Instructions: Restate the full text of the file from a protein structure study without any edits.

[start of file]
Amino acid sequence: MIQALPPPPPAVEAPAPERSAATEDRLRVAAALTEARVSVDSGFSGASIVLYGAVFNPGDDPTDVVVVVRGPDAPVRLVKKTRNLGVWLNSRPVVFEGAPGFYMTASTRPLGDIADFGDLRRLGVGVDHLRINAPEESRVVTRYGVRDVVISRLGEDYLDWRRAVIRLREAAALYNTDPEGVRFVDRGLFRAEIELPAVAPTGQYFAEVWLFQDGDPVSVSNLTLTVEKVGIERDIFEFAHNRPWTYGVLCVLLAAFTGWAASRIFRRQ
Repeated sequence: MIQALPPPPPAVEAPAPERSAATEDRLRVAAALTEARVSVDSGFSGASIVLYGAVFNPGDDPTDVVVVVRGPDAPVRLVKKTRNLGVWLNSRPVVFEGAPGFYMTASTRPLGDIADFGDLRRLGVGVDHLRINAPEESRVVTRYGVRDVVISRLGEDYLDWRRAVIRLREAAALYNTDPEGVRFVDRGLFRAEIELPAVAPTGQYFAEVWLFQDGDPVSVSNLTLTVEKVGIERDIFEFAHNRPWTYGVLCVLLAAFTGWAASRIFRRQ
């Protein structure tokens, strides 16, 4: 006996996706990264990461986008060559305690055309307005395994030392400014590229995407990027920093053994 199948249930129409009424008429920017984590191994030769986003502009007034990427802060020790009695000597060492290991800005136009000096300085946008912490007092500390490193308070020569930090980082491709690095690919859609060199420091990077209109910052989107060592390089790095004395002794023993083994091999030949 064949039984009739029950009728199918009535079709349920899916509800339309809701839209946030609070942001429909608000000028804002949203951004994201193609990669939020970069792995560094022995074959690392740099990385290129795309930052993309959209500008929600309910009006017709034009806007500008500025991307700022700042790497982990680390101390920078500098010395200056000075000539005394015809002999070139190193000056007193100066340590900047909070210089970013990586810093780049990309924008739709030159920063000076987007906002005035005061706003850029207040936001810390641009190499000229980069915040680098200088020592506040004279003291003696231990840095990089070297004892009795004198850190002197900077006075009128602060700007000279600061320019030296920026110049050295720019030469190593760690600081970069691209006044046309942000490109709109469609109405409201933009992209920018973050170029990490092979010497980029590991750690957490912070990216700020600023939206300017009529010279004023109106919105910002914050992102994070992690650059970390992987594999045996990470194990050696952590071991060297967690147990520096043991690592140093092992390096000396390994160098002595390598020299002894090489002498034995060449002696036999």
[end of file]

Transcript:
Amino acid sequence: MIQALPPPPPAVEAPAPERSAATEDRLRVAAALTEARVSVDSGFSGASIVLYGAVFNPGDDPTDVVVVVRGPDAPVRLVKKTRNLGVWLNSRPVVFEGAPGFYMTASTRPLGDIADFGDLRRLGVGVDHLRINAPEESRVVTRYGVRDVVISRLGEDYLDWRRAVIRLREAAALYNTDPEGVRFVDRGLFRAEIELPAVAPTGQYFAEVWLFQDGDPVSVSNLTLTVEKVGIERDIFEFAHNRPWTYGVLCVLLAAFTGWAASRIFRRQ
Repeated sequence: MIQALPPPPPAVEAPAPERSAATEDRLRVAAALTEARVSVDSGFSGASIVLYGAVFNPGDDPTDVVVVVRGPDAPVRLVKKTRNLGVWLNSRPVVFEGAPGFYMTASTRPLGDIADFGDLRRLGVGVDHLRINAPEESRVVTRYGVRDVVISRLGEDYLDWRRAVIRLREAAALYNTDPEGVRFVDRGLFRAEIELPAVAPTGQYFAEVWLFQDGDPVSVSNLTLTVEKVGIERDIFEFAHNRPWTYGVLCVLLAAFTGWAASRIFRRQ
């Protein structure tokens, strides 16, 4: 006996996706990264990461986008060559305690055309307005395994030392400014590229995407990027920093053994 199948249930129409009424008429920017984590191994030769986003502009007034990427802060020790009695000597060492290991800005136009000096300085946008912490007092500390490193308070020569930090980082491709690095690919859609060199420091990077209109910052989107060592390089790095004395002794023993083994091999030949 064949039984009739029950009728199918009535079709349920899916509800339309809701839209946030609070942001429909608000000028804002949203951004994201193609990669939020970069792995560094022995074959690392740099990385290129795309930052993309959209500008929600309910009006017709034009806007500008500025991307700022700042790497982990680390101390920078500098010395200056000075000539005394015809002999070139190193000056007193100066340590900047909070210089970013990586810093780049990309924008739709030159920063000076987007906002005035005061706003850029207040936001810390641009190499000229980069915040680098200088020592506040004279003291003696231990840095990089070297004892009795004198850190002197900077006075009128602060700007000279600061320019030296920026110049050295720019030469190593760690600081970069691209006044046309942000490109709109469609109405409201933009992209920018973050170029990490092979010497980029590991750690957490912070990216700020600023939206300017009529010279004023109106919105910002914050992102994070992690650059970390992987594999045996990470194990050696952590071991060297967690147990520096043991690592140093092992390096000396390994160098002595390598020299002894090489002498034995060449002696036999």